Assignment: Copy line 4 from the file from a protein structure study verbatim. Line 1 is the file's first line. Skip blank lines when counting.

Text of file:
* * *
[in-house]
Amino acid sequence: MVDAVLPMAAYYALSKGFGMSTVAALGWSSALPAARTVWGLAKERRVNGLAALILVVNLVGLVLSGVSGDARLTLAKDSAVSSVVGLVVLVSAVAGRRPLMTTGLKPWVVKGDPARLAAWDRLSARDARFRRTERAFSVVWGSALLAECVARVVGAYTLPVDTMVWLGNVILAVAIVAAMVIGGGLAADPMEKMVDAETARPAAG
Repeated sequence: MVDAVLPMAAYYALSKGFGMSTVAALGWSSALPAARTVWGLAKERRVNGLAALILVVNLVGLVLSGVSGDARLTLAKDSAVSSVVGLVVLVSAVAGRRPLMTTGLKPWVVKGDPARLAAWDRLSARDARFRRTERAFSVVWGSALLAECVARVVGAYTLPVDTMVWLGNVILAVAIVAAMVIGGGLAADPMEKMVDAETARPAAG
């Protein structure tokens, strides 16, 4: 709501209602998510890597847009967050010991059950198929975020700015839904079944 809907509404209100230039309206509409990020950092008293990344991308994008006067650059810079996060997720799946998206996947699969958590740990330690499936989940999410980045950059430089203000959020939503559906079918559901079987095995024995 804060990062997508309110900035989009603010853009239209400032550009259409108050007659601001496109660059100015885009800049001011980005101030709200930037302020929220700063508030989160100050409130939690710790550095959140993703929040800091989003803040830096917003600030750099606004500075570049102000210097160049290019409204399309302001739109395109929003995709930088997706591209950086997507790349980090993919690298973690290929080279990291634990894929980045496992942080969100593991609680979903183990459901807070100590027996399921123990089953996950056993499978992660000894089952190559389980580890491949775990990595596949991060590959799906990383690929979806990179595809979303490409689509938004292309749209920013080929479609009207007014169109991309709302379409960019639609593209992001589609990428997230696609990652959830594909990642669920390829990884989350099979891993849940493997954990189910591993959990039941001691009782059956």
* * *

């Protein structure tokens, strides 16, 4: 709501209602998510890597847009967050010991059950198929975020700015839904079944 809907509404209100230039309206509409990020950092008293990344991308994008006067650059810079996060997720799946998206996947699969958590740990330690499936989940999410980045950059430089203000959020939503559906079918559901079987095995024995 804060990062997508309110900035989009603010853009239209400032550009259409108050007659601001496109660059100015885009800049001011980005101030709200930037302020929220700063508030989160100050409130939690710790550095959140993703929040800091989003803040830096917003600030750099606004500075570049102000210097160049290019409204399309302001739109395109929003995709930088997706591209950086997507790349980090993919690298973690290929080279990291634990894929980045496992942080969100593991609680979903183990459901807070100590027996399921123990089953996950056993499978992660000894089952190559389980580890491949775990990595596949991060590959799906990383690929979806990179595809979303490409689509938004292309749209920013080929479609009207007014169109991309709302379409960019639609593209992001589609990428997230696609990652959830594909990642669920390829990884989350099979891993849940493997954990189910591993959990039941001691009782059956």